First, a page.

Some growers might be concerned that metering their well may put them at risk of exceeding a pre-established limit, but according to Johnson, the meters provide enough data to prevent this from happening.

“The flow rate from the well not only tells you how it is behaving, but it also gives you another number to evaluate what the distribution and application systems are doing, so it’s a check that is available for them as well,” he said.

2019-07-11T15:56:37-07:00July 11th, 2019|

Friant Water Blueprint Focused on Counties South of Delta

Blueprint Will Help Deliver Message for More Water

By Jessica Theisman, Associate Editor

An important blueprint for the success of farming in the Central Valley is being developed to present to California government officials. This blueprint outlines what must be done to get water to the eight counties south of the delta. The blueprint is a critical step to help keep farmers in business due to the pressure from the Sustainable Groundwater Management Act.

Johnny Amaral is the Friant Water Authority, Chief of External Affairs. Amaral overseas Friant’s engagement with San Joaquin Valley farmers, businesses, and related industry groups regarding water policy and water supply matters as well as legislative lobbying and communications activities.water allocation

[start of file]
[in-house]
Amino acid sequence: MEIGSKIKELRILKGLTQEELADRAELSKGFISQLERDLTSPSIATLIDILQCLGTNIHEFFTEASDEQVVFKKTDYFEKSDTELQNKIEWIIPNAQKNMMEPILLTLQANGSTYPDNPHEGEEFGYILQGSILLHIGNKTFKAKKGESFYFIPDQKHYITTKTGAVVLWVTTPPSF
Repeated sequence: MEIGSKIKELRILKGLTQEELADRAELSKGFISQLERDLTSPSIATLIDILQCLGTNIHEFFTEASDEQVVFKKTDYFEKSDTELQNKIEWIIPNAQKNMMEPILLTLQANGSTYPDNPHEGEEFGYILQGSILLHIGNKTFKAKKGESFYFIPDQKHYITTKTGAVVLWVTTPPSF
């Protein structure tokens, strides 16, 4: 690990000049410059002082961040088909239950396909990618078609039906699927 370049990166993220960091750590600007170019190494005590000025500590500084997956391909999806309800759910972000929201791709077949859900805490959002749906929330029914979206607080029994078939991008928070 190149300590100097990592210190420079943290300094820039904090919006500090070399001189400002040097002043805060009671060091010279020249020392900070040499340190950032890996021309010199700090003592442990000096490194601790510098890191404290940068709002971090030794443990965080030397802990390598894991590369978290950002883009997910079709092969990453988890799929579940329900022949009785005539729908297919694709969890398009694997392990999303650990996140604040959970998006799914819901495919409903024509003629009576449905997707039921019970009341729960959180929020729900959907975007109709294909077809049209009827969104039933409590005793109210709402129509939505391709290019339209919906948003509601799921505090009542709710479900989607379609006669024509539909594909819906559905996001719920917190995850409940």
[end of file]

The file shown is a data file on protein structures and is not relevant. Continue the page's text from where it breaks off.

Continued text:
“I remember this isn’t just about farmers. This entire Central Valley depends on a functioning water system. Whether you are a farm owner, a farm worker, a city councilman or somebody who works at a milk plant or at a library, it doesn’t matter,” he said. “San Joaquin Valley is in this together, and it is an all or nothing situation. This is being labeled as a farmer-led effort, and it is misleading.”

“This is a very broad coalition of very unusual interests coming together to promote this,” Amaral said.

2019-07-01T14:46:27-07:00July 1st, 2019|

Commentary on Water Issues from Families Protecting The Valley

Unintended Consequences

By Families Protecting The Valley

As Californians endured the drought, they did an excellent job conserving water—maybe too good.  As the article below from Families Protecting The Valley explains, all the low flow toilets, all the 1-minute showers meant less water pushing waste through the sewers.  All that “resulted in corroded wastewater pipes and damaged equipment, and left sewage stagnating and neighborhoods stinking. Less wastewater, and thus more concentrated waste, also means higher costs to treat the sewage and less recycled water for such things as irrigating parks, replenishing groundwater or discharging treated flows to rivers to keep them vibrant for fish and wildlife.”

So now some water agencies are pushing for more outdoor conservation efforts rather than indoor to keep the wastewater flowing.  Adam Link, director of operations with the California Association of Sanitation Agencies asks the key question:  “At what point are you causing more harm than the benefit you are getting from saving those drops of water?”